THE CANINE GOOD CITIZEN
AKC Canine Good Citizen Test
What Is A Canine Good Citizen?
A Canine Good Citizen is a friendly, well-behaved dog that we can take
virtually anywhere without risk or bother to others -- a dog who behaves
well in a crowd, has good manners when guests visit our home, is reliable
around children, and who doesn't lunge, bark at, or threaten other dogs or
Components Of The CGC Test
The Canine Good Citizen Test is a certification program that tests dogs in
simulated everyday situations in a relaxed atmosphere. It identifies and
rewards dogs that have the training and demeanor to be reliable family
members as well as good-standing community members. All dogs passing the
Canine Good Citizen Test receive a certificate from the American Kennel
The purpose of the Canine Good Citizen Test is to ensure that our favorite
companion, the dog, can be a respected member of the community because it
is trained and conditioned to act mannerly in the home, in public places
and in the presence of other dogs. The program embraces both pure-bred and
Canine Good Citizen training is fun and useful. Through it, you and your
dog will establish a closer bond and your dog will have the added benefit
of knowing how to please you. This test of your dog's manners and training
is not a competition and does not require that you and your dog perform
The American Kennel Club urges all dog owners to participate in this
program, thereby assuring that our beloved dogs will always be welcomed and
respected members of the community.
Demonstrating Confidence and Control, The Dog Must Complete These Ten
Test 1: Accepting a Friendly Stranger
This test demonstrates that the dog will allow a friendly stranger to
approach it and speak to the handler in a natural, everyday situation. The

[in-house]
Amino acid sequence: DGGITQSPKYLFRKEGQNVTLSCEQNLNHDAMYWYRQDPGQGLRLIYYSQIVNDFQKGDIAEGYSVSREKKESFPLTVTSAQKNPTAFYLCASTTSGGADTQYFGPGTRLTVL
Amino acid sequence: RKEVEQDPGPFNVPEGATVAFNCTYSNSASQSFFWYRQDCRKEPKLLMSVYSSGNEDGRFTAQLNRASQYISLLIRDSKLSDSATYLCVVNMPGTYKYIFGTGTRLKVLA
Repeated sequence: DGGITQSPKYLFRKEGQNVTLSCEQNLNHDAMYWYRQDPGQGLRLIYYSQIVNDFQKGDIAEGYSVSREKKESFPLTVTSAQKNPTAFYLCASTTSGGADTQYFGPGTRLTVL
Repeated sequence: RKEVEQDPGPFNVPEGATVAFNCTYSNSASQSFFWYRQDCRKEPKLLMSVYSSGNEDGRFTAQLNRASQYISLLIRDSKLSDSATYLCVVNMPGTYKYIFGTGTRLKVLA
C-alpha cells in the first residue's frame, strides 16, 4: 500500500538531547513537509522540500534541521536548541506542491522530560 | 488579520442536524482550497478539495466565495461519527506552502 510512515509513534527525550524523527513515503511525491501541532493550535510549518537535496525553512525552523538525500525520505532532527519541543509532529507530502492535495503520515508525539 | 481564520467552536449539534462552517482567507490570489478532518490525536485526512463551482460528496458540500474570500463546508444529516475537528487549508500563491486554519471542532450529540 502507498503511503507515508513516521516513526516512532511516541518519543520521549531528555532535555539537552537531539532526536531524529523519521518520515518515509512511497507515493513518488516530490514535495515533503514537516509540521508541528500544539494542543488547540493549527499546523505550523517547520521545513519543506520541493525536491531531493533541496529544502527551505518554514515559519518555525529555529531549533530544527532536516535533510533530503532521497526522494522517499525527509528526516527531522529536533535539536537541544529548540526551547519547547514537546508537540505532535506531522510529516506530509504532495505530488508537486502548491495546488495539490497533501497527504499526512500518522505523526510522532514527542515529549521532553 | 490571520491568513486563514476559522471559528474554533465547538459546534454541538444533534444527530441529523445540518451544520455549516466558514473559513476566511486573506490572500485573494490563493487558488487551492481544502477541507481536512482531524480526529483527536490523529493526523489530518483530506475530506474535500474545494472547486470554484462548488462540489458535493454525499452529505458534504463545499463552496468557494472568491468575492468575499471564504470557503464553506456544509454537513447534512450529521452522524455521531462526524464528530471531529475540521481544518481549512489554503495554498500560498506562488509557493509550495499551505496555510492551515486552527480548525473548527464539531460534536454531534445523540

evaluator and handler shake hands and exchange pleasantries. The dog must
show no sign of resentment or shyness and must not break position or try to
go to the evaluator.
Test 2: Sitting Politely for Petting
This test demonstrates that the dog will allow a friendly stranger to touch
it while it is out with its handler. While the dog is sitting at the
handler's side, the evaluator pets the dog on head and body only, then
circles the dog and handler, completing the test. The dog must not show
shyness or resentment.
Test 3: Appearance and Grooming
This practical test demonstrates that the dog will welcome being groomed
and examined and will permit a stranger, such as a veterinarian, groomer or
friend of the owner, to do so. It also demonstrates the owner's care,
concern and responsibility. The evaluator inspects the dog, then combs or
brushes the dog and lightly examines the ears and each front foot.
Test 4: Out for a Walk (Walking on a loose leash)
This test demonstrates that the handler is in control of the dog. The dog
may be on either side of the handler, whichever the handler prefers. There
must be a left turn, a right turn and an about turn, with at least one stop
in between and another at the end. The dog need not be perfectly aligned
with the handler and need not sit when the handler stops.